The thyroid gland is a small gland located on the front of the throat. It makes two hormones, known as T3 (triiodothyronine) and T4 (thyroxine). These hormones control metabolism and energy use throughout the body. Because of this, imbalances in thyroid hormones can affect every organ system. Different problems result from levels of the two thyroid hormones being too high or too low. Thyroid issues are more common in women, but can definitely occur in men as well.
In order to know if your thyroid is functioning properly, you’ll need to get thyroid tests. How do doctors check the thyroid?
How is the Thyroid Tested?
There are a few different tests that can be used for detecting thyroid problems and diagnosing thyroid issues. Thyroid hormones are tested by a blood test. Thyroid disorders will produce characteristic patterns of changes on these tests, allowing doctors to diagnose thyroid issues.
Thyroid Stimulating Hormone (TSH) Test
TSH is a hormone that’s released by the pituitary gland, which is located at the base of the brain. It travels through the bloodstream, and stimulates the thyroid gland to produce T3 and T4. When there’s too much T3 and T4 in the body, this will usually suppress TSH, so TSH will become low. When there’s not enough T3 and T4, this will usually stimulate TSH, so TSH will become high. However, there are some situations where the secretion of TSH is actually the cause of the thyroid problem, and then the pattern will be different.
When you get regular screening bloodwork at your annual physical, the TSH test is the most common method for how to check thyroid levels. If the test comes back normal, then it’s assumed that your thyroid is functioning normally. This test is the easiest way to measure thyroid function.
TSH Reflex Test
In some cases, a TSH reflex test is used to check the thyroid. First, the TSH test is performed. If this comes back normal, the test is over. If it’s abnormal, then levels of free T4 (FT4) will then be checked as well. Free T4 is T4 that is not bound to a carrier protein in the blood, and is therefore available to affect your body’s cells.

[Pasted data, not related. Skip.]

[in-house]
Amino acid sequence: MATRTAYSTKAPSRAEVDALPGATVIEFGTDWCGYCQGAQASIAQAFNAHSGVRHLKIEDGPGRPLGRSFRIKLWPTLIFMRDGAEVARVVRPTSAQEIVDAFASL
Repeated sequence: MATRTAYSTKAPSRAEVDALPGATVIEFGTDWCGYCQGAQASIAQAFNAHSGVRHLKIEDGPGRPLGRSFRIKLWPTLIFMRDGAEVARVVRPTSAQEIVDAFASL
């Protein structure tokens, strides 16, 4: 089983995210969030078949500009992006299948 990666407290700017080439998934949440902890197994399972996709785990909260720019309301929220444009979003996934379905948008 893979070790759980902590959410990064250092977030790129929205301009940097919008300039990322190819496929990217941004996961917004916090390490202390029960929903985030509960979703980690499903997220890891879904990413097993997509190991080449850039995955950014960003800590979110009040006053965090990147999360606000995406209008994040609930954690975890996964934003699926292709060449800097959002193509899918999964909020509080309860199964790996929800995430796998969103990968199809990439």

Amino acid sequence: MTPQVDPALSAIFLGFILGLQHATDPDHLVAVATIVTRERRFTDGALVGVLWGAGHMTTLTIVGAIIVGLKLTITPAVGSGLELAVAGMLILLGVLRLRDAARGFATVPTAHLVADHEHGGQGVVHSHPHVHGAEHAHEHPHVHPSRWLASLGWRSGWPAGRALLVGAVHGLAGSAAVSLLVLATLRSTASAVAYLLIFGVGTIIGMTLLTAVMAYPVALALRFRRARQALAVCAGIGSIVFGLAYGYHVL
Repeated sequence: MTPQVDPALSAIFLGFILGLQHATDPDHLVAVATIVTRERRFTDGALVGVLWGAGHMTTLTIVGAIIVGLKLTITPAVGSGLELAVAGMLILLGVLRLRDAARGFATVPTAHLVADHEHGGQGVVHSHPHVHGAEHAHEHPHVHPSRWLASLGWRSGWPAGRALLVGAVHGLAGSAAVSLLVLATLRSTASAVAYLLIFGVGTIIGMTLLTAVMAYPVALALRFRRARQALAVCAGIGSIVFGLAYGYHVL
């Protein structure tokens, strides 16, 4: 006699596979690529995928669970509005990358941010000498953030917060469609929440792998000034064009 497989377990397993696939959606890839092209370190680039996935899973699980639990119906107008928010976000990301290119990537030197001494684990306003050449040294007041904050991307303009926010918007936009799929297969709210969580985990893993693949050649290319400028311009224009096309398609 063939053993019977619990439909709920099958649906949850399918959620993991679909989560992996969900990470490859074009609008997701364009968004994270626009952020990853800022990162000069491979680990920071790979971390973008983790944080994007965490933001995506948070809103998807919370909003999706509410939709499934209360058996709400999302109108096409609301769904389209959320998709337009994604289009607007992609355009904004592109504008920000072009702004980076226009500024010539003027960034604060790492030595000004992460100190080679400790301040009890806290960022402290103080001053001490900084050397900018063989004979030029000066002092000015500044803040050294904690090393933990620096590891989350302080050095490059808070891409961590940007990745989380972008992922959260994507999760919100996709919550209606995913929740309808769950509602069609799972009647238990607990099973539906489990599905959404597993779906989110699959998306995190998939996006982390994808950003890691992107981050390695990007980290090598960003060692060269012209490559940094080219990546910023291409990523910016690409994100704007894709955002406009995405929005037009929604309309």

Thyroid Stimulating Immunoglobulin (TSI)
Thyroid stimulating immunoglobulin (TSI) testing may be used when Graves disease is suspected. This is an autoimmune condition, in which the immune system produces antibodies that mimic TSH. The antibodies mistakenly tell the thyroid to make a lot of T3 and T4, leading to hyperthyroidism. If you have TSI in your blood, then this is an indication that you have Graves disease.
Antithyroid Antibodies Test
There is another type of autoimmune thyroid condition called Hashimoto’s disease. In this condition, the immune system produces antibodies that attack the thyroid gland. Rather than stimulating it, these antibodies interfere with the function of the thyroid, leading to hypothyroidism, or not enough thyroid hormones. The antithyroid antibody test may be used as a diagnostic test for hypothyroidism.
Thyroid Function Test
A full thyroid function test, also known as a full thyroid panel test, is used for testing the thyroid in situations where a doctor suspects, based on your symptoms, that you have a thyroid problem. This will test TSH, free T3, and free T4. Sometimes TSI and antithyroid antibodies are tested for as well. This is how to test the thyroid most thoroughly, checking for all types of thyroid problems.
Do I need to fast for the TSH blood test?
Traditionally, doctors have said that it’s not necessary to fast for the TSH test. However, there’s some recent research indicating that eating before the test may affect the results. If you’re testing with a home kit, it may be better to perform your test early in the morning while you’re fasting, so that you don’t risk affecting the results.
Does alcohol affect the thyroid blood test?
Alcohol can affect your thyroid hormone levels. When you drink, alcohol blunts your brain’s release of TRH. This is the hormone that the hypothalamus releases in order to tell the pituitary to release TSH. So alcohol will generally lower your TSH level. In addition, because of the low TSH, you will also have low T3 and T4.
What does an abnormal thyroid blood test mean?
In general, in hyperthyroidism, there will be high T4 and T3, and low TSH (because thyroid hormones suppress TSH). There may also be TSI, indicating that Graves disease is the cause.
In hypothyroidism, there will be low T4 and T3. If there’s high TSH, then the thyroid gland itself is the cause. This is known as primary hypothyroidism. There may be antithyroid antibodies, indicating Hashimoto’s disease.
If there’s low TSH with low T3 and T4, then it’s likely that the problem is with the secretion of TSH; the thyroid itself may be normal, but the pituitary gland is not making enough TSH. This is known as secondary hypothyroidism.
If you have an abnormal thyroid blood test, you should discuss it with a doctor. Further testing may be needed to determine the cause of your symptoms, and your doctor will also talk with you about treatment. Treating thyroid disorders is important, both to reduce your symptoms and improve your quality of life, and to protect your long-term health.
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